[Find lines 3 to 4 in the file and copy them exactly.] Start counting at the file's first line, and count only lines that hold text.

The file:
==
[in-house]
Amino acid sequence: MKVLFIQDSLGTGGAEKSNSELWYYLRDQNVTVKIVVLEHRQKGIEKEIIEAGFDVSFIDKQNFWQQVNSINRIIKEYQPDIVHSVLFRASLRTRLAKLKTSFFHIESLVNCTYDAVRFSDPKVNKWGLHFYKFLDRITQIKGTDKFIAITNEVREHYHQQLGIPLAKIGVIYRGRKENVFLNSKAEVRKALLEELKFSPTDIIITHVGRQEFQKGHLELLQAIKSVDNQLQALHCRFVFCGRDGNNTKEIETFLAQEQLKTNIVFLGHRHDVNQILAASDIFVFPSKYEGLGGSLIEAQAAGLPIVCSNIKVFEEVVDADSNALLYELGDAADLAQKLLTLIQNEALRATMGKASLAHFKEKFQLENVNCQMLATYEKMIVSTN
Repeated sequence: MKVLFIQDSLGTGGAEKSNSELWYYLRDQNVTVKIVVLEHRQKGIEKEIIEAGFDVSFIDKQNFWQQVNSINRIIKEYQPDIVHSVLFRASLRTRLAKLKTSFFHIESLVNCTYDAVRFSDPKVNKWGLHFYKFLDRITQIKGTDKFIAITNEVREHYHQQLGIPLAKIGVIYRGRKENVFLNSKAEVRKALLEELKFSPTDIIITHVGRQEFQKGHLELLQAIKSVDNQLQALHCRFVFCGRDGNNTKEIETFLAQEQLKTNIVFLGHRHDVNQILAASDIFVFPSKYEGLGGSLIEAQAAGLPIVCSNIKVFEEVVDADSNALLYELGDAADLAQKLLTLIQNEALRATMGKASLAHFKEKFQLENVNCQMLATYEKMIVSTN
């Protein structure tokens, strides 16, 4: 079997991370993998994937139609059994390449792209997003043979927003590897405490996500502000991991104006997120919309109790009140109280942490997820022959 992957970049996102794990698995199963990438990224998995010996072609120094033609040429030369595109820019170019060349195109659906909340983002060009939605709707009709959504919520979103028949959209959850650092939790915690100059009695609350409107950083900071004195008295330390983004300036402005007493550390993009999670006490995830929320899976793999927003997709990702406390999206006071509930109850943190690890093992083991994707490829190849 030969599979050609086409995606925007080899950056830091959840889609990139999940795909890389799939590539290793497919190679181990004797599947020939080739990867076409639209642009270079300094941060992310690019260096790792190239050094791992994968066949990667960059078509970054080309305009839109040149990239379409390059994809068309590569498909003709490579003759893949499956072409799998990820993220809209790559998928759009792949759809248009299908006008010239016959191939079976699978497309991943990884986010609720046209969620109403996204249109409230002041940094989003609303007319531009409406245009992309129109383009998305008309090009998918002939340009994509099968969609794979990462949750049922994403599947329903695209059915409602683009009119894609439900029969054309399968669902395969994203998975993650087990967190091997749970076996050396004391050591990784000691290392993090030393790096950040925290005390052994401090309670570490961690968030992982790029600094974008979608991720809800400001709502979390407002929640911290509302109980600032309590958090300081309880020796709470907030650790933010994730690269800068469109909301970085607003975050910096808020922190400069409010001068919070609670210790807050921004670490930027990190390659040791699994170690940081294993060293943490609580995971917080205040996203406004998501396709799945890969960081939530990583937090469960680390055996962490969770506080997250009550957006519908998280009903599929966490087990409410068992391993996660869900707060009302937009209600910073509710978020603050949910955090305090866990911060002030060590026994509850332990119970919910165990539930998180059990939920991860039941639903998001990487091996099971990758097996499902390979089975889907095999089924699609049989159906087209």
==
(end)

Repeated sequence: MKVLFIQDSLGTGGAEKSNSELWYYLRDQNVTVKIVVLEHRQKGIEKEIIEAGFDVSFIDKQNFWQQVNSINRIIKEYQPDIVHSVLFRASLRTRLAKLKTSFFHIESLVNCTYDAVRFSDPKVNKWGLHFYKFLDRITQIKGTDKFIAITNEVREHYHQQLGIPLAKIGVIYRGRKENVFLNSKAEVRKALLEELKFSPTDIIITHVGRQEFQKGHLELLQAIKSVDNQLQALHCRFVFCGRDGNNTKEIETFLAQEQLKTNIVFLGHRHDVNQILAASDIFVFPSKYEGLGGSLIEAQAAGLPIVCSNIKVFEEVVDADSNALLYELGDAADLAQKLLTLIQNEALRATMGKASLAHFKEKFQLENVNCQMLATYEKMIVSTN
């Protein structure tokens, strides 16, 4: 079997991370993998994937139609059994390449792209997003043979927003590897405490996500502000991991104006997120919309109790009140109280942490997820022959 992957970049996102794990698995199963990438990224998995010996072609120094033609040429030369595109820019170019060349195109659906909340983002060009939605709707009709959504919520979103028949959209959850650092939790915690100059009695609350409107950083900071004195008295330390983004300036402005007493550390993009999670006490995830929320899976793999927003997709990702406390999206006071509930109850943190690890093992083991994707490829190849 030969599979050609086409995606925007080899950056830091959840889609990139999940795909890389799939590539290793497919190679181990004797599947020939080739990867076409639209642009270079300094941060992310690019260096790792190239050094791992994968066949990667960059078509970054080309305009839109040149990239379409390059994809068309590569498909003709490579003759893949499956072409799998990820993220809209790559998928759009792949759809248009299908006008010239016959191939079976699978497309991943990884986010609720046209969620109403996204249109409230002041940094989003609303007319531009409406245009992309129109383009998305008309090009998918002939340009994509099968969609794979990462949750049922994403599947329903695209059915409602683009009119894609439900029969054309399968669902395969994203998975993650087990967190091997749970076996050396004391050591990784000691290392993090030393790096950040925290005390052994401090309670570490961690968030992982790029600094974008979608991720809800400001709502979390407002929640911290509302109980600032309590958090300081309880020796709470907030650790933010994730690269800068469109909301970085607003975050910096808020922190400069409010001068919070609670210790807050921004670490930027990190390659040791699994170690940081294993060293943490609580995971917080205040996203406004998501396709799945890969960081939530990583937090469960680390055996962490969770506080997250009550957006519908998280009903599929966490087990409410068992391993996660869900707060009302937009209600910073509710978020603050949910955090305090866990911060002030060590026994509850332990119970919910165990539930998180059990939920991860039941639903998001990487091996099971990758097996499902390979089975889907095999089924699609049989159906087209």